necessary under the new life conditions that this cessation
of selection is an obvious result of such a state of affairs
was recognised by Darwin himself, and by other biologists
individuals born with this organ defective or in a condition
below the average, would not be necessarily killed by the
rigours of the intra-specific struggle, and would therefore be
as likely to mate and keep on producing offspring as the
ones with the organ in average or above average conditions.
This general participation of all kinds of individuals (all
kinds, that is, as regards the state of the particular organ)
in producing the next generation, and the continued repeti-
tion of this general mixing, panmixia, would obviously lead
to a reduction of the earlier high condition of development
of the organ. Weismann thinks, or thought, it would lead
to a steady degeneration of the organ. But few other biol-
ogists, even those ardent selectionists anxious to find in


panmixia an explanation not involving the admission of
any new organ-modifying factor, have been able to see how
panmixia can do more than simply reduce the organ to a
certain stage below the original state of greatest effective-
ness. By resorting to mathematics several writers have
determined the exact unfortunately for their convincing
character several degrees of reduction or degeneration that
will result from panmixia. The difficulty of explaining
degeneration (to the degree in which it is manifest in thou-
sands of known cases) on the basis of panmixia alone, is that
there is included no factor or influence that would sum up
or cumulate variations in a retrogressive direction any more
than in any other. The Darwinian variations of the use-
less organ would, by the law of error, simply keep the organ,
thus abandoned by selection, swinging about a mean but
little below the condition possessed by the organ at the time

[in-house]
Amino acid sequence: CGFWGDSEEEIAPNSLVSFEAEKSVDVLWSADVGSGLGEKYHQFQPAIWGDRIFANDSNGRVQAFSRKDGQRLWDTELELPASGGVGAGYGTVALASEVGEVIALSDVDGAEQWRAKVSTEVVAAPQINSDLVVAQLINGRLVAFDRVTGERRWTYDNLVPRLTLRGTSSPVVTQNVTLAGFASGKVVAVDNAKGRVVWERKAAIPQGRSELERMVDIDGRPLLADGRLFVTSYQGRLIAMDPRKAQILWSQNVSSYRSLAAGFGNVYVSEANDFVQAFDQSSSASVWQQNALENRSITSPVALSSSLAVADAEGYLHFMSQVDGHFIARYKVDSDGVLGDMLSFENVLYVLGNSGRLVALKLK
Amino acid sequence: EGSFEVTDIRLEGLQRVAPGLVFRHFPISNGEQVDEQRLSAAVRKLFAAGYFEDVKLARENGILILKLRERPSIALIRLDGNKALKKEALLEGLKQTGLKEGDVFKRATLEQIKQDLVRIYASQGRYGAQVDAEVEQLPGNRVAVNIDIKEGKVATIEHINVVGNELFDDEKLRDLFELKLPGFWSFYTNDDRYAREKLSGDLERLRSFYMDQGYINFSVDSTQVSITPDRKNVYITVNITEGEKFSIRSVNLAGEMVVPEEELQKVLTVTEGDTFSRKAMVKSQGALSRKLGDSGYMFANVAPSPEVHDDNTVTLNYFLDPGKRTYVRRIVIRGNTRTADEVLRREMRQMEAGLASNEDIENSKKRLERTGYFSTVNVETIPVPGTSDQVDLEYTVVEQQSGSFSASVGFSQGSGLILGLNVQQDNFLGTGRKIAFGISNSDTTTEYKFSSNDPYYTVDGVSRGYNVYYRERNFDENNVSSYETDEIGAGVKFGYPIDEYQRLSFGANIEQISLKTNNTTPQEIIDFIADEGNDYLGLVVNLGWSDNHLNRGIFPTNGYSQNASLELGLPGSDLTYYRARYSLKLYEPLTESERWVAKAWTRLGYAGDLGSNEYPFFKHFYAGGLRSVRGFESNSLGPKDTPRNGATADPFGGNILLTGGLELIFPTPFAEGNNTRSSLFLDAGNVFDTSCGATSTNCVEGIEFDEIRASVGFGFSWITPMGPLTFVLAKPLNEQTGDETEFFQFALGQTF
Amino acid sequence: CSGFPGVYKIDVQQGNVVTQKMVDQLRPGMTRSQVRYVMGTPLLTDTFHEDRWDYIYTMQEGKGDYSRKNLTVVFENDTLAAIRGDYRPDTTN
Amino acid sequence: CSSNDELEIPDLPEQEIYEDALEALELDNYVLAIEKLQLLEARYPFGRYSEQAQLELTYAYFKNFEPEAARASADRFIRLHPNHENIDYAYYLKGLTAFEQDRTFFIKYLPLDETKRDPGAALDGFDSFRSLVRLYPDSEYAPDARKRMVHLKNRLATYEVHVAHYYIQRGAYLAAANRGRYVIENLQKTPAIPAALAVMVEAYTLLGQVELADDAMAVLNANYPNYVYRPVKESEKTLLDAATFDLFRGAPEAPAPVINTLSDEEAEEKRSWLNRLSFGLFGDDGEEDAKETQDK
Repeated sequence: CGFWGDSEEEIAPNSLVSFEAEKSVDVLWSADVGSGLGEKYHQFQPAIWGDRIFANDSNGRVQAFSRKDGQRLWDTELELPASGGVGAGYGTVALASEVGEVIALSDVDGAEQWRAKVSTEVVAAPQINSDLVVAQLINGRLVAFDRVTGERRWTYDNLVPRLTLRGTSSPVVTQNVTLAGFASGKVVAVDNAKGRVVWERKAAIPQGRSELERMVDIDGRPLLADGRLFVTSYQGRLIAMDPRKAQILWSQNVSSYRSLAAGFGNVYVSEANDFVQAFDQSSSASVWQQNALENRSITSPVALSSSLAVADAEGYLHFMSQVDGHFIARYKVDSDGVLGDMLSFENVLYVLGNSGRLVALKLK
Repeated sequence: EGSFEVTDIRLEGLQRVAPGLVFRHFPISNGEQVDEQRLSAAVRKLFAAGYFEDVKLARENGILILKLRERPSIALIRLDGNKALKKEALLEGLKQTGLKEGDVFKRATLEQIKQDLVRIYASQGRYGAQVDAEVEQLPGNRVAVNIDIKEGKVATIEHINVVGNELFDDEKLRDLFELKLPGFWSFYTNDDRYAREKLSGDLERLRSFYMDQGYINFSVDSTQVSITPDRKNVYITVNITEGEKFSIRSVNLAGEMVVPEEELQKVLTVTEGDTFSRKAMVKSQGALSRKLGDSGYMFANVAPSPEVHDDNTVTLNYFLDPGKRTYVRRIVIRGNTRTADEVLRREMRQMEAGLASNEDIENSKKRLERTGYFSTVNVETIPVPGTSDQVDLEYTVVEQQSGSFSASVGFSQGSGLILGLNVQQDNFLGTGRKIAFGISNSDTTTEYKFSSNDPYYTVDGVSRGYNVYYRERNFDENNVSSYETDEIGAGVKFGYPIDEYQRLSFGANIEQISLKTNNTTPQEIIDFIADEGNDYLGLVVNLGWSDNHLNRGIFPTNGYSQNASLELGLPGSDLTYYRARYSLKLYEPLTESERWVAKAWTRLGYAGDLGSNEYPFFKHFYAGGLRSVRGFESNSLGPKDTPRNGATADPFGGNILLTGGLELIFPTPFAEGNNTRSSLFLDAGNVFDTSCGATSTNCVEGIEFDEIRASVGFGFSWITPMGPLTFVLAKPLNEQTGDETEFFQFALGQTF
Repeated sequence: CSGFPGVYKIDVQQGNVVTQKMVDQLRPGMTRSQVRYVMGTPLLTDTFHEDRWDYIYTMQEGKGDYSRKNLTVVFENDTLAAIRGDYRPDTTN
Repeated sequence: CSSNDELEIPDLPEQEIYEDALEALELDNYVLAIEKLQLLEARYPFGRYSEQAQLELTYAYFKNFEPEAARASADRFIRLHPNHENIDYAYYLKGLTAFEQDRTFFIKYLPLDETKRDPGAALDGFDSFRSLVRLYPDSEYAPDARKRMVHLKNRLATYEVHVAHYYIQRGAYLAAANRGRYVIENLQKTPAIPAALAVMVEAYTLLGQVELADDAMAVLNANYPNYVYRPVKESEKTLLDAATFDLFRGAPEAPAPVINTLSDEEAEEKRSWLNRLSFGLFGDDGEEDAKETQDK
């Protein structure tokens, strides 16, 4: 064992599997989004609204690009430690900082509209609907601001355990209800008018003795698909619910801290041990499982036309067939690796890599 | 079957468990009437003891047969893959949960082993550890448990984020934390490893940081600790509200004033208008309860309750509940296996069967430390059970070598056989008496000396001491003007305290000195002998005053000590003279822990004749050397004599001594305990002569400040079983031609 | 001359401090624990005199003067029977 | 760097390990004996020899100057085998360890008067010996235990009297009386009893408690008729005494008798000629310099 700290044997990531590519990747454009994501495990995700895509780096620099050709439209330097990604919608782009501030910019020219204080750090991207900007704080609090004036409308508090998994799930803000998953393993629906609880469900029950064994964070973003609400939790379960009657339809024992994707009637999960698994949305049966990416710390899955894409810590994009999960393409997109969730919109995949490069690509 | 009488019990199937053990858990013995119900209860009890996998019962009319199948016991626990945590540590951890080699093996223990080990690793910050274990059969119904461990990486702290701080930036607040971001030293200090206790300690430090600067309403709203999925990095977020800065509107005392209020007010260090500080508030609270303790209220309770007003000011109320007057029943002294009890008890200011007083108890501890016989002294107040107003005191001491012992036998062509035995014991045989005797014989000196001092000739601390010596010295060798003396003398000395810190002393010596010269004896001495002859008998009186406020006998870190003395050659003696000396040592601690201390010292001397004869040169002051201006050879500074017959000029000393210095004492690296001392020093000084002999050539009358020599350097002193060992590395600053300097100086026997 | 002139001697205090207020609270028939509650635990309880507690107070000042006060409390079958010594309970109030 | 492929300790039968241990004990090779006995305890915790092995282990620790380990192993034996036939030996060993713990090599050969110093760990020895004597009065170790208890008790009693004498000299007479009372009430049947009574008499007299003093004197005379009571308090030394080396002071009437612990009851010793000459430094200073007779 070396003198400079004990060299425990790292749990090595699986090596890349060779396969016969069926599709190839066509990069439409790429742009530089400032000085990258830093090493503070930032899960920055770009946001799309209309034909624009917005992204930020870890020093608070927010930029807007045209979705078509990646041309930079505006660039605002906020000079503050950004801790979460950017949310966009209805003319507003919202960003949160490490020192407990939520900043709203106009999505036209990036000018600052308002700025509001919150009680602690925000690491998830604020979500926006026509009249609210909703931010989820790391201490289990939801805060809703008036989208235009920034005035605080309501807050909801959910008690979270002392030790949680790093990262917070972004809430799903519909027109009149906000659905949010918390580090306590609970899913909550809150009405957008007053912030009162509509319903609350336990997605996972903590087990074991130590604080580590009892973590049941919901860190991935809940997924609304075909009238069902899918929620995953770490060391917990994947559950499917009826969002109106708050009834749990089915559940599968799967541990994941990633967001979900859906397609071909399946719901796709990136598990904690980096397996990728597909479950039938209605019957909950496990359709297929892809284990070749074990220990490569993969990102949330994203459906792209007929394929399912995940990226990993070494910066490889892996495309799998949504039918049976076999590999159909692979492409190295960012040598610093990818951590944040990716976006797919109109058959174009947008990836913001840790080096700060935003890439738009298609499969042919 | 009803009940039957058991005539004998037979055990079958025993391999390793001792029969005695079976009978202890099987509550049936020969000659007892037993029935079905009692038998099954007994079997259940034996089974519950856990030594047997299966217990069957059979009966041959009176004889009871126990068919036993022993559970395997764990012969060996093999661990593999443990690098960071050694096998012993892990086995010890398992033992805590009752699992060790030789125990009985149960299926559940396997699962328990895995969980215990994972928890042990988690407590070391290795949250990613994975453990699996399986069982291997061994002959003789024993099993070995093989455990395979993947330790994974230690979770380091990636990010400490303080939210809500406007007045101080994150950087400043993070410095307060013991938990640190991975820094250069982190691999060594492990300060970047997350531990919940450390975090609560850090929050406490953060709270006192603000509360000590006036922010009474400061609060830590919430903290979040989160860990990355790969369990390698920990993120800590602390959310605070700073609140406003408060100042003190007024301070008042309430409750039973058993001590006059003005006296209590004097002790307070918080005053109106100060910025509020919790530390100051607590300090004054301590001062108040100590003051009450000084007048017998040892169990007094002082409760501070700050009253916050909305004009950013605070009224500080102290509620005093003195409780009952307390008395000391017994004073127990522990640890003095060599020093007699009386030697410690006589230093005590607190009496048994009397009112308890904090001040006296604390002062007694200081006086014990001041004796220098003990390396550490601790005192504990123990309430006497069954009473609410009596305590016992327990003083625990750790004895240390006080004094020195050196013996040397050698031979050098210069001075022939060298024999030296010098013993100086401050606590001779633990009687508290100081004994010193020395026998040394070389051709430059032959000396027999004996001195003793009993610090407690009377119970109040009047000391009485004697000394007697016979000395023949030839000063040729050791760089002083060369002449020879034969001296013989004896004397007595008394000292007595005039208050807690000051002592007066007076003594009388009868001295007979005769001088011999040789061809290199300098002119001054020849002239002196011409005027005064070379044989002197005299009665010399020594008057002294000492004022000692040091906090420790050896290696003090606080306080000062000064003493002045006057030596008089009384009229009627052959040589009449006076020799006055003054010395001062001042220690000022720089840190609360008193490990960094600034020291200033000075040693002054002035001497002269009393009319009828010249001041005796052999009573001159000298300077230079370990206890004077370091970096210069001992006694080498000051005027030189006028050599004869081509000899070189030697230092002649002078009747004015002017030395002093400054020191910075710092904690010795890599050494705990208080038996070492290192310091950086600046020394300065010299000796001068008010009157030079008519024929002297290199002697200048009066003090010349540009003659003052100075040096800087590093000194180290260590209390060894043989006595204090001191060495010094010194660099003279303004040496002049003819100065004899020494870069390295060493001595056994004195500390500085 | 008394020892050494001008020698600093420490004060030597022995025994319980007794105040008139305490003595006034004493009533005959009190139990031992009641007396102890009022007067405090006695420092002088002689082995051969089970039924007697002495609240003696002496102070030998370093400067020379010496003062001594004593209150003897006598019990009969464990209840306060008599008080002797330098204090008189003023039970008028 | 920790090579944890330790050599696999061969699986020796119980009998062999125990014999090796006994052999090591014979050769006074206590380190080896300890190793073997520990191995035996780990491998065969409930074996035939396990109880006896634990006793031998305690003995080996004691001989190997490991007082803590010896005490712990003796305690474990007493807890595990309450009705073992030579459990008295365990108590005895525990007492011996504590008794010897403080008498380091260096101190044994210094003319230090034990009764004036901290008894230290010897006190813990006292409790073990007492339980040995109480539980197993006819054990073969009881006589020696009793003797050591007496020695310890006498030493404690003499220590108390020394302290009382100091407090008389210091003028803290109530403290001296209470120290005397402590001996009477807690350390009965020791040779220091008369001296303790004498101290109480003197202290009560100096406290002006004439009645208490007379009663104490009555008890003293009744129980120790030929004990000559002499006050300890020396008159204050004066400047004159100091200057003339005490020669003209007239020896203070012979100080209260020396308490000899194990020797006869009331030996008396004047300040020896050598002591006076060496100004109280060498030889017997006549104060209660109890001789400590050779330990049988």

of its abandonment. If the organ were large enough, or of
a character whereby it would entail a constant considerable
disadvantageous expense of food material to maintain it,
then selection might, on a basis of an advantageous economy
of living, tend to reduce it to a non-disadvantageous size or
character. But this disadvantage, although easily presumed
by carrying out the rigour of the struggle to a logical ex-
treme, cannot, in fact, and biologists on the whole admit
this, in common sense be assumed.

Lamarckism offers a perfectly simple and perfectly effect-
ive and satisfactory explanation of vestigial organs and the
modus of their degeneration. But to accept this

The Lamarck- , , . . . , .. T ,

ian explanation means to accept the basic principle of Lamarck-
of vestigial j sm namely, the inheritance of acquired char-


acters. And it is one of Weismann s most con-
spicuous positive achievements that he has demonstrated the
unproved character of this theory. Lamarckism says that
the first fishes to go into the dark cave suffered a partial
individual degeneration of their eyes through disuse and


that this eye degeneration was inherited by their young,
whose eyes, already bad, suffered further degeneration in
their life-time through disuse, and that after comparatively
few generations this cumulative actual morphologic degen-
eration through disuse and we know that unused active
organs, as muscles, stimulus-perceiving parts, etc., do actu-
ally degenerate in an individual's life-time through disuse
would reduce the eyes to a very degenerate condition. Other
cases of degeneration, especially of passive organs (i. e.,
where the organ's condition was not so wholly a function
of use or disuse, but of the direct moulding influence of
extrinsic influences), are explained by Lamarckism on the
basis of the inheritance of the results of the direct action
or influence of environment on the organ. For example,
the gradual disappearance of pigment (blanching) charac-
teristic of many cave animals, would be explained by the
absence of the extrinsic factor, light, which is necessary to
stimulate pigment production.

In necessarily closing this all too brief reference * to
panmixia, it may be said that Weismann himself has in
recent years recognised its unconvincing character ; and that